by Dr. Annie Forslund – Home Pet Euthanasia of Southern California
Just as there are a wide variety of manifestations of pain in humans, so are there for animals.
Some people tolerate dental work very stoically and honestly don’t mind it that much while the same procedure is unadulterated torture for others. Similarly, we have observed that if you cut a toe nail too short on one dog, he might simply pull his paw away while another dog might shriek so loud that an entire block will wonder what animal abuse has just taken place!
From those and many other observations, we conclude that animals do feel pain in similar ways as humans do, display it in as wide a variety of emotions and expressions as people do, and that there are variations in individual sensations and expressions.
There are two big differences between humans and pets: pets don’t express their pain with words and pets “hide” their pain. They also communicate in a different way and we just don’t understand it because we rely on words.
As pet owners, pet care givers and veterinarians, we have to learn to “read” those signs of pain. In addition, we have to look very carefully and sometimes surreptitiously at a time when the pet is not aware that we are observing him.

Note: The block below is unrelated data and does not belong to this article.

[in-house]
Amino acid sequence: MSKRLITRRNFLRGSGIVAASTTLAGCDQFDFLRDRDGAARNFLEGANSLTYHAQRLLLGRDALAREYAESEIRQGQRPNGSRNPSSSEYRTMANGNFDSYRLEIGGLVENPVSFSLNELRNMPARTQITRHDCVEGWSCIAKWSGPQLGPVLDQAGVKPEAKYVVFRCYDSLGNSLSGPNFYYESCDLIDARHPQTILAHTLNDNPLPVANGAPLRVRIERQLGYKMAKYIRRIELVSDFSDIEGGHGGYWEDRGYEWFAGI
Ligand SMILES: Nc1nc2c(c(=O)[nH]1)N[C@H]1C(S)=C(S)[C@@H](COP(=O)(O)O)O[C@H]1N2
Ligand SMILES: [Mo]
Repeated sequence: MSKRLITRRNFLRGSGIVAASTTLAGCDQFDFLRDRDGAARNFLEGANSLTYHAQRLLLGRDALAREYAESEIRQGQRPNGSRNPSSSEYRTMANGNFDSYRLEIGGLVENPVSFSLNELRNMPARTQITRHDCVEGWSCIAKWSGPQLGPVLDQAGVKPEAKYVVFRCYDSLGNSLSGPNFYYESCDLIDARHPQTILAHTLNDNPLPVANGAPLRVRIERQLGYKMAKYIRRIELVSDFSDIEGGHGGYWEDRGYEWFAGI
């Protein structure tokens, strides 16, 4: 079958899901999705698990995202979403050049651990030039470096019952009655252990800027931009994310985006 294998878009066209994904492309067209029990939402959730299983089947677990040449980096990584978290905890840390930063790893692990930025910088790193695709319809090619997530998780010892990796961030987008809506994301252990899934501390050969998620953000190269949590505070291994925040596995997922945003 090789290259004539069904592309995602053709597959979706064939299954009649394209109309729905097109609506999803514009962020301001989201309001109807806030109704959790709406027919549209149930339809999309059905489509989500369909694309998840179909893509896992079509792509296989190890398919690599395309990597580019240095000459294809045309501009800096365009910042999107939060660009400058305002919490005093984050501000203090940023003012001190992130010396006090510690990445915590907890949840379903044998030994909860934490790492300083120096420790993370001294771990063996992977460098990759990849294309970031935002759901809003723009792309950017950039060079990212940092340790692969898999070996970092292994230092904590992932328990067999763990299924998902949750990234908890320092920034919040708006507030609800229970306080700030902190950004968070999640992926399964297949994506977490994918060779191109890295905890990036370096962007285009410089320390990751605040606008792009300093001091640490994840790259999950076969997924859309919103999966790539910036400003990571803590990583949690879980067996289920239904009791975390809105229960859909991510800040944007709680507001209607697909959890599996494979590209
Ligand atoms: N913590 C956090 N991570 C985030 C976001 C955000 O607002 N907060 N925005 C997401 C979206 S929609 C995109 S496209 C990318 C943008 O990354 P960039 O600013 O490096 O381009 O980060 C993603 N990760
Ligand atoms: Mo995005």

There was a study done with cameras in rooms where dogs were kept post surgically. It was observed that pets displayed known symptoms of pain while they were alone in the room and that when a human entered the room, those expressions of pain disappeared!
A pet will eat just to please you, a pet will wag its tail and do a variety of other activities also just to please you. Or a pet may exhibit “displacement behaviors,” like lip licking, sniffing, snorting or sneezing, when they are confused and simply don’t know what to do.
We must be aware of these facts so that we can help them with pain management and so that we can make the right decision of euthanasia when their pain becomes unmanageable.
Check my web site for a list of 60 symptoms of pain in pets that I’ve compiled from many sources. My goal is to raise awareness in pet owners and help them observe their ailing/aging pet with a more critical eye.
We should not simply rely on one or two extreme and evident signs before resorting to pain management, but we should look for the more subtle signs that arise earlier on. Doing this may avoid considerable unnecessary pain. Click here for more details.